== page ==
1,618,626    1,618,626b    1,618,626c    1,618,626d    1,618,626e

D72,433 Jun 14, 1926 Apr 12, 1927 Montfort, Adolph Chicago, IL "Design for a Stringed Musical Instrument" Multi-neck guitars Montfort triple-neck guitar-mandolin-mandola

Montfort's very cool triple-neck appears to include guitar, mandolin and octave-mandola. No examples known.

D72,433    D72,433b

445,860 Jul 8, 1926 Jun 18, 1927 Köthe, Emil Bayreuth "Zupfinstrument" ("plucked" instrument) Multi-neck guitars Köthe's triple-neck

Köthe's less-than-cool triple-neck appears to have similar scale lengths , with 10 strings on the longest neck. I have yet to translate this patent to analyze the mechanical features.

445,860

1,684,467
1,684,467b
1,684,467c

1,684,467 Apr 30, 1923 Sep 18, 1928 Boothe, Albert Colfax, IA "Stringed Musical Instrument" Harp guitars, Form 4 / Hybrid instruments Boothe "sirelin"

A strange guitar and zither combination. Boothe includes 3 "bass or accompaniment strings" on the body, which can be played open or fretted like a zither. He states that it is played "like a Hawaiian guitar" - presumably this refers to playing flat, on the lap, in zither fashion - although I think he also allows for standard guitar playing position (I may be wrong - there are so many conflicting, poor descriptions). Coincidentally, there are only 4 strings on the neck, tuned in fifths, zither-fashion - so this is a genuine new "hybrid" - a sort of zither/lap dulcimer/harp guitar. However, it is much more complicated than that - as there are two bridges for both sets of strings, which can apparently be fretted and plucked at various locations between the assorted nuts and bridges. I gave up trying to figure it out. The Patent Office couldn't believe it either - it took them 5 years to grant his patent. No examples are know - if any finds a genuine "sirelin," let me know!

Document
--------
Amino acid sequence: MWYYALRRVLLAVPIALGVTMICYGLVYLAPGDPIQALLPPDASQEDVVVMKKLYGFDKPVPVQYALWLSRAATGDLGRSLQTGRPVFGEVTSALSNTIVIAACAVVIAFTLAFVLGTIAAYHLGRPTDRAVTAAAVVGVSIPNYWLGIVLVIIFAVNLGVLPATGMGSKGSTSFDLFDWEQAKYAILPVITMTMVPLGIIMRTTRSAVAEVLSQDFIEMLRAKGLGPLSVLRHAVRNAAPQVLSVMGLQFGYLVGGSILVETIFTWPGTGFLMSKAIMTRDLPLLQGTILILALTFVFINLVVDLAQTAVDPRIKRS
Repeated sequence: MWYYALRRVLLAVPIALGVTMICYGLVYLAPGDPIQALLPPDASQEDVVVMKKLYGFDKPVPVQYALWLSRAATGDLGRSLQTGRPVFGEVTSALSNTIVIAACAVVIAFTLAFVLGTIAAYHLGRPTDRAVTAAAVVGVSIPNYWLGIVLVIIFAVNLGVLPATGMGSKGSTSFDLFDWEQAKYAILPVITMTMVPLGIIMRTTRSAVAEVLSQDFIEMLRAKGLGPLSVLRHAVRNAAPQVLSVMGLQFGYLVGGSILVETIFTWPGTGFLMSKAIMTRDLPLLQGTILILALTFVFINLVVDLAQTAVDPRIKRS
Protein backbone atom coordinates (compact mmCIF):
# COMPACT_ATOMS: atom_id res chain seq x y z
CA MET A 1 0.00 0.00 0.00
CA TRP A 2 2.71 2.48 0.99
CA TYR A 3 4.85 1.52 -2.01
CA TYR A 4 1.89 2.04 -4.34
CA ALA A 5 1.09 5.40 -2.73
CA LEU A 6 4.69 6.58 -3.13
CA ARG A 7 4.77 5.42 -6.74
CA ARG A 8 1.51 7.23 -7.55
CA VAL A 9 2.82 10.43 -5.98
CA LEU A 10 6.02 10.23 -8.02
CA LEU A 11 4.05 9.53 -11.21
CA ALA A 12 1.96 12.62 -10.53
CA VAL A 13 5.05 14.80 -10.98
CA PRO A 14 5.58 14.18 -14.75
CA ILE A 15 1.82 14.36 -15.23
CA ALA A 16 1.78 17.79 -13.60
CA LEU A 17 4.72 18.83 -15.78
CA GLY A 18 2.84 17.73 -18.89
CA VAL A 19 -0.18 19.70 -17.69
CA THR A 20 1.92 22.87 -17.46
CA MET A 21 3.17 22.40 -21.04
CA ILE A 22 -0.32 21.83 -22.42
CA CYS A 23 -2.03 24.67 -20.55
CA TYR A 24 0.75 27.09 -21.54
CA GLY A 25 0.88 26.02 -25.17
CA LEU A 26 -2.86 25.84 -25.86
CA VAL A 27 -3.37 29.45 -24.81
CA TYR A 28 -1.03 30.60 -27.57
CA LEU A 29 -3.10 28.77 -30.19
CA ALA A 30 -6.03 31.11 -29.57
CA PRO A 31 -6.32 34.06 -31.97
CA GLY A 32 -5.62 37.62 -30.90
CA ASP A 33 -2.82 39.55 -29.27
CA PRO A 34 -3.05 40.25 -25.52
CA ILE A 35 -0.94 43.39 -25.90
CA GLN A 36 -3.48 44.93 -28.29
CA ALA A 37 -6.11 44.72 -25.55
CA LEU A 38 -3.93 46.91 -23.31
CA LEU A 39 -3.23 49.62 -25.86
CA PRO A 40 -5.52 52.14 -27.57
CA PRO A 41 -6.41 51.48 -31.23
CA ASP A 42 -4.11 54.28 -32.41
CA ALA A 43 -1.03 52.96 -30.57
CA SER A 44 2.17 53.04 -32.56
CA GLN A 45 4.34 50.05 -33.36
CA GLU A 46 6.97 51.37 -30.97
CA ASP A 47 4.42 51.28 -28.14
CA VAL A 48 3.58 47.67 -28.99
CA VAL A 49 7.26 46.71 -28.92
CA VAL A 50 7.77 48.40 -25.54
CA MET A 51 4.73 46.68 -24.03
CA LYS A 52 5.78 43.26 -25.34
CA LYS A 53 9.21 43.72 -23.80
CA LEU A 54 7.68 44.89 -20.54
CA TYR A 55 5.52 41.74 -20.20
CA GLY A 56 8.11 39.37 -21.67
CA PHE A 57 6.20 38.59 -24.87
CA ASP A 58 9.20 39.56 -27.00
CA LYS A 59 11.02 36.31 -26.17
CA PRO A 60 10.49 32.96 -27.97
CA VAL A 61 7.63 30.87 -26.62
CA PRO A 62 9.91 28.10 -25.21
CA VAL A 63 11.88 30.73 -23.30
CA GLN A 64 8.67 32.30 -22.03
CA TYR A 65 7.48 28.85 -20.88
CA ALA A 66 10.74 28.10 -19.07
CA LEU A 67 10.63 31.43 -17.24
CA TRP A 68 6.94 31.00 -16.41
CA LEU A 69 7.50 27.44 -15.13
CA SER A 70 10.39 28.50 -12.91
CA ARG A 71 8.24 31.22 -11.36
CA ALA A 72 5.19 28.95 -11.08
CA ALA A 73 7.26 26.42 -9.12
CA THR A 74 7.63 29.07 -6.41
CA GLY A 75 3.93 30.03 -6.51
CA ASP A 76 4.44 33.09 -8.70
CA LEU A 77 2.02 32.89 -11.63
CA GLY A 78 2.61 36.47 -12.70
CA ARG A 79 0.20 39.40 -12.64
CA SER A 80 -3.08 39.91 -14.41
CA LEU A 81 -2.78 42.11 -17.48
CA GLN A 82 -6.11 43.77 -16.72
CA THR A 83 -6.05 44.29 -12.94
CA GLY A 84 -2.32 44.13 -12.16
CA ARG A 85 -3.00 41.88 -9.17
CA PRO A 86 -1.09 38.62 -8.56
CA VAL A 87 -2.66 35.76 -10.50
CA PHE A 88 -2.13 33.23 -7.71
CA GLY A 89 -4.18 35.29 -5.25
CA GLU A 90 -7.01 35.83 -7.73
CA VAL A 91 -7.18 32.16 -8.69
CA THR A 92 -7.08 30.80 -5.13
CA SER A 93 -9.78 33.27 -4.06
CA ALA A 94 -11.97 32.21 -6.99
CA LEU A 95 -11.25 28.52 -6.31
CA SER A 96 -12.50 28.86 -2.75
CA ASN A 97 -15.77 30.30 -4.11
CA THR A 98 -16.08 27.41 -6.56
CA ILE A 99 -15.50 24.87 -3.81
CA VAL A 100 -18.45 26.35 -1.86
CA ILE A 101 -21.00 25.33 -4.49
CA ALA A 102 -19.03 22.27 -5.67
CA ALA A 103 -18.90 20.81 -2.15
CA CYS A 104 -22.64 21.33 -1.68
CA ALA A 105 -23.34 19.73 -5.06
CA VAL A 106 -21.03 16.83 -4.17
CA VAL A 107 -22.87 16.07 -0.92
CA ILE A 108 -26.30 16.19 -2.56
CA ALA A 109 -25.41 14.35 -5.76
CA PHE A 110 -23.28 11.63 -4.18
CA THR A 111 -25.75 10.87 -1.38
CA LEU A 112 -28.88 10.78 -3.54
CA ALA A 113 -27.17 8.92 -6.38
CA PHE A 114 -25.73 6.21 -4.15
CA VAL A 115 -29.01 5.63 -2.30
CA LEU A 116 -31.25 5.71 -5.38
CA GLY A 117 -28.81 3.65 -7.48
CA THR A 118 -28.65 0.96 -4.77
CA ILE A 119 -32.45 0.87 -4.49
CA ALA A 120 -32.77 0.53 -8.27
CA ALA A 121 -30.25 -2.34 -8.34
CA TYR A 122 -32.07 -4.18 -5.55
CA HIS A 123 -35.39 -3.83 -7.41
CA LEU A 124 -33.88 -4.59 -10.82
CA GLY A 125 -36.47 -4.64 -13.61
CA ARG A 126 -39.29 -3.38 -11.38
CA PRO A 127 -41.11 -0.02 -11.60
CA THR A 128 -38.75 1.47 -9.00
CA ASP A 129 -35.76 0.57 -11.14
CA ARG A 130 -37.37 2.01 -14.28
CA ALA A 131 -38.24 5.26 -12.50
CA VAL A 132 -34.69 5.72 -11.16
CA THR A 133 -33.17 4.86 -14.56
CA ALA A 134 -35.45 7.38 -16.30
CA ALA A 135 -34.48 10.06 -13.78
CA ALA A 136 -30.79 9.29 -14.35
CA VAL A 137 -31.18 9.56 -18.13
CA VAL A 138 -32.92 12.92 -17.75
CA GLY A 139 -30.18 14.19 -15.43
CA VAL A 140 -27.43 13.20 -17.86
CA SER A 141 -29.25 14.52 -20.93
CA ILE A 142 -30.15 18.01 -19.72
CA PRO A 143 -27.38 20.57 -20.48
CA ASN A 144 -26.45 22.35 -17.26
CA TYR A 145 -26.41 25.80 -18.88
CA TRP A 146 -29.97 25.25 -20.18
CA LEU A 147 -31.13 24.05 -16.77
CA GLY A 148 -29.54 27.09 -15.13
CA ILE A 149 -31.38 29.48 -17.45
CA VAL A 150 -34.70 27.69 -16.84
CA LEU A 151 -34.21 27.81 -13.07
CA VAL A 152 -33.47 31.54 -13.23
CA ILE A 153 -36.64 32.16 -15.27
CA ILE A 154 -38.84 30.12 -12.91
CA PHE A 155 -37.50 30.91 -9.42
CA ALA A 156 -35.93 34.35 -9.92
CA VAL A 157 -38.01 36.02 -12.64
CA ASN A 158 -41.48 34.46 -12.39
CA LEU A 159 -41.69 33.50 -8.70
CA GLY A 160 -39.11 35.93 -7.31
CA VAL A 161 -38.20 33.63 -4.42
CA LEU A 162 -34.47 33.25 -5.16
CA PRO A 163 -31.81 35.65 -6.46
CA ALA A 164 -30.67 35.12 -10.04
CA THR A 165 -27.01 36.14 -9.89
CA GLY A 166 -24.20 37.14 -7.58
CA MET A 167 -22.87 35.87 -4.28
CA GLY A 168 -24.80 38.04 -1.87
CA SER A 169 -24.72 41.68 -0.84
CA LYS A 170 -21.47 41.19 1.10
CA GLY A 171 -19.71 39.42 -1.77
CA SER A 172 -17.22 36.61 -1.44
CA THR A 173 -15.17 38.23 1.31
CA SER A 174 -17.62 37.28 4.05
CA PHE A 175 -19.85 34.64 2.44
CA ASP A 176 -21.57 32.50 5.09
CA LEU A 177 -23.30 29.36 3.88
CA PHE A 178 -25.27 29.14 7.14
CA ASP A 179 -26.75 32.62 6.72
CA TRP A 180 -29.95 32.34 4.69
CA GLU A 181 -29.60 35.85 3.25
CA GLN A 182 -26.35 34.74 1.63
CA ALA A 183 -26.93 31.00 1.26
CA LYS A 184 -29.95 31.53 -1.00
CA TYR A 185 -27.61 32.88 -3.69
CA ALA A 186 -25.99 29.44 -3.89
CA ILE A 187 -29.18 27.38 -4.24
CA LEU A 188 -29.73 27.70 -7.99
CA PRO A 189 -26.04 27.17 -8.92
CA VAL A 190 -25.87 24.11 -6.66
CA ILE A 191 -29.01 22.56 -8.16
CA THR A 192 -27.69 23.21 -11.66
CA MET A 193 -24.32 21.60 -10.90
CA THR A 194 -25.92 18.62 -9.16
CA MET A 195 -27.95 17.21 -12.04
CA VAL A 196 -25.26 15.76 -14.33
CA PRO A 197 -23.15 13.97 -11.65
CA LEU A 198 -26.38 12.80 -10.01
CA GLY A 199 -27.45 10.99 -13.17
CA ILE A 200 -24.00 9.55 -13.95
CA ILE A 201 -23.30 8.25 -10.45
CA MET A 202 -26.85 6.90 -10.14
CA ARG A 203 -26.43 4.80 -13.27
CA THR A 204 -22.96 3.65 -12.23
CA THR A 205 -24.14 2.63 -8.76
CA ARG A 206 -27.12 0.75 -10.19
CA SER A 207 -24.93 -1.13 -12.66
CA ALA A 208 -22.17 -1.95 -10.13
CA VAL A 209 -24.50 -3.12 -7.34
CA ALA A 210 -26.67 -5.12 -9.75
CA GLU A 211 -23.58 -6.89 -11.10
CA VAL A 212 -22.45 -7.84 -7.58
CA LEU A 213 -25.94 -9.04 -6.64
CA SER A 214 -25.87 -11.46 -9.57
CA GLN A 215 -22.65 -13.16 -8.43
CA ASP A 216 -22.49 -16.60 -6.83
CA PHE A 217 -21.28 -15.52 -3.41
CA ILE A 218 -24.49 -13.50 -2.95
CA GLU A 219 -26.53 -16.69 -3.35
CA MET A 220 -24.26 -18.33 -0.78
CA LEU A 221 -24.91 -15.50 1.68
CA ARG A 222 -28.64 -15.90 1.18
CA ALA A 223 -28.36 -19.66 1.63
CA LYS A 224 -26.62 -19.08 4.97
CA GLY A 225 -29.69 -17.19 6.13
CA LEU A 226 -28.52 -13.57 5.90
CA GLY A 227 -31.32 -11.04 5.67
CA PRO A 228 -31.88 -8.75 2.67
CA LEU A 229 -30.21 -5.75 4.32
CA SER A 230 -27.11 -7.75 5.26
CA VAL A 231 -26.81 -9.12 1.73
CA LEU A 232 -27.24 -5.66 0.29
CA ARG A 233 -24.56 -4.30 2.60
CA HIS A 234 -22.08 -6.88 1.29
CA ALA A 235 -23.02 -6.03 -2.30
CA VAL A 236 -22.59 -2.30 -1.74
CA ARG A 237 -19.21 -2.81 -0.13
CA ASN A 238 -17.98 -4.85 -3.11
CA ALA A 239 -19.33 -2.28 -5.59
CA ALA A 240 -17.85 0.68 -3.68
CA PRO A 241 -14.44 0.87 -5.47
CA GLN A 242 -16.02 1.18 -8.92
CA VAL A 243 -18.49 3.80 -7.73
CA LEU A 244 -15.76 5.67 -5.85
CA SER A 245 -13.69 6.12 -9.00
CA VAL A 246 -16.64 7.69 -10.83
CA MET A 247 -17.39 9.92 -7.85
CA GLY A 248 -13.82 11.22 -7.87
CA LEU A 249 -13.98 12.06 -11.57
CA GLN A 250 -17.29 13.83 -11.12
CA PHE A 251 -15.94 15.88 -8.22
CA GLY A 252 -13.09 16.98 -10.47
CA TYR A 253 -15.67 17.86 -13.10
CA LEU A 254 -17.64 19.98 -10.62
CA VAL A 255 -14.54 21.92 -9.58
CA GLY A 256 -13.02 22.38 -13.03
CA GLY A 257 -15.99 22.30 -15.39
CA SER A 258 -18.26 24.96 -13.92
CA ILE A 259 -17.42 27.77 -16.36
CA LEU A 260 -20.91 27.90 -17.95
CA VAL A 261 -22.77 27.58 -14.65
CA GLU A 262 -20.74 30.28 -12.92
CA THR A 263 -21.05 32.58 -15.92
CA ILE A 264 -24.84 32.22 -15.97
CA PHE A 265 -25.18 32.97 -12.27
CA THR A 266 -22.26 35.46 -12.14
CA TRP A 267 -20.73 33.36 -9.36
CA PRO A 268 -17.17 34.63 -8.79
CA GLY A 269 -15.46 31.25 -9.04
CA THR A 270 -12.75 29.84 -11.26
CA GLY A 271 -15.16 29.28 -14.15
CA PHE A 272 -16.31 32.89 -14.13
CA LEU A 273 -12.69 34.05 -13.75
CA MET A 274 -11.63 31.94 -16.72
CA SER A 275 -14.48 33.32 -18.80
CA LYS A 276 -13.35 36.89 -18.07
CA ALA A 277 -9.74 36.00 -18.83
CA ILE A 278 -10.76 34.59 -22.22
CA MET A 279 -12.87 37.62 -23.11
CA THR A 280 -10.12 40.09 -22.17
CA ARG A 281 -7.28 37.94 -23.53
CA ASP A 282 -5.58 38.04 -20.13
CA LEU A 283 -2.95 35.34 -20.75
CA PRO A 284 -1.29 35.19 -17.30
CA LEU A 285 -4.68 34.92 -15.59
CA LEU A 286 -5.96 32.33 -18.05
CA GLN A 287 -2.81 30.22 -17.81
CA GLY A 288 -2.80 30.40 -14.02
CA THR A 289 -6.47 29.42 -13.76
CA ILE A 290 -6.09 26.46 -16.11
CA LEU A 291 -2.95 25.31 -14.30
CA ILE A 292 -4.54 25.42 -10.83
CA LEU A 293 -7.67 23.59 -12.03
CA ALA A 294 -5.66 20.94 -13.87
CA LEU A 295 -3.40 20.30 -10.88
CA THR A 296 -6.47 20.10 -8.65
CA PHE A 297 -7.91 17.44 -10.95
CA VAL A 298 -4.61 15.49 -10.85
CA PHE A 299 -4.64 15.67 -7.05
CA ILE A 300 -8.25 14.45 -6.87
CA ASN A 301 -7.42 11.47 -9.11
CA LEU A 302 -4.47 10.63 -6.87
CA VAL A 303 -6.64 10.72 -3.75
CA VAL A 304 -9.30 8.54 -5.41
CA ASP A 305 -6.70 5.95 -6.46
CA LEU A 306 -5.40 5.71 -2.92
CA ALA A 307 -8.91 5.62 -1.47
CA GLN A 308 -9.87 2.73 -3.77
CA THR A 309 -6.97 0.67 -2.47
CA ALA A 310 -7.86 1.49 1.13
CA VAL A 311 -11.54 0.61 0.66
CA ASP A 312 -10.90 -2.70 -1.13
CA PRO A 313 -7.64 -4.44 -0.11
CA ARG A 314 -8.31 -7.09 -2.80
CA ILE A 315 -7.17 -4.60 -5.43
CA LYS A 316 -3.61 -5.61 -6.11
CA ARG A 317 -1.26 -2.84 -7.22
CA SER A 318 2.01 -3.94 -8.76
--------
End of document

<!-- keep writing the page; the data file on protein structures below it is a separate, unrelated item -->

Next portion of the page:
1,828,315 Feb 28, 1931 Oct 20, 1931 Cavicchioli, Dante New York, NY "Stringed Musical Instrument" Multi-neck guitars Cavicchioli body-baffle double-neck

This is an otherwise standard double-neck instrument - the patent shows an example of a 6-string guitar combined with a 4-string tenor guitar - with the exception of a fairly silly partial wall that rotates up underneath either side of the top, or hangs straight down bisecting the body somewhat between the two "sections." The intent is to move the flap to quickly allow a change of body air volume and thus, tone, when switching between the necks. No examples known. 
1,828,315

 
1,895,383
1,895,383 May 4, 1932 Jan 24, 1933 Sullivan, Roy M. Atlanta, GA "Stringed Musical Instrument" Related Instruments Sullivan steel guitar with changeable accompaniment chords

Sullivan's patent is extremely complicated - so good luck! What he's done is to create a very complex steel guitar wherein one can play lead on the 3 melody strings (with the first and second fingers), while strumming accompaniment chords and bass with the thumb. It gets complicated because the chord section is a sort of poor man's acoustic version of a pedal steel guitar - i.e.: a vast amount of chords can be obtained by pressing chord-shifting buttons with the third and fourth fingers, and pitch-changing every other course of chord strings (strung doubled or tripled) by sliding a lever with the knee! Oh, there's also a wrist-controlled damping bar for the chord section. All this while playing all the parts, mind you!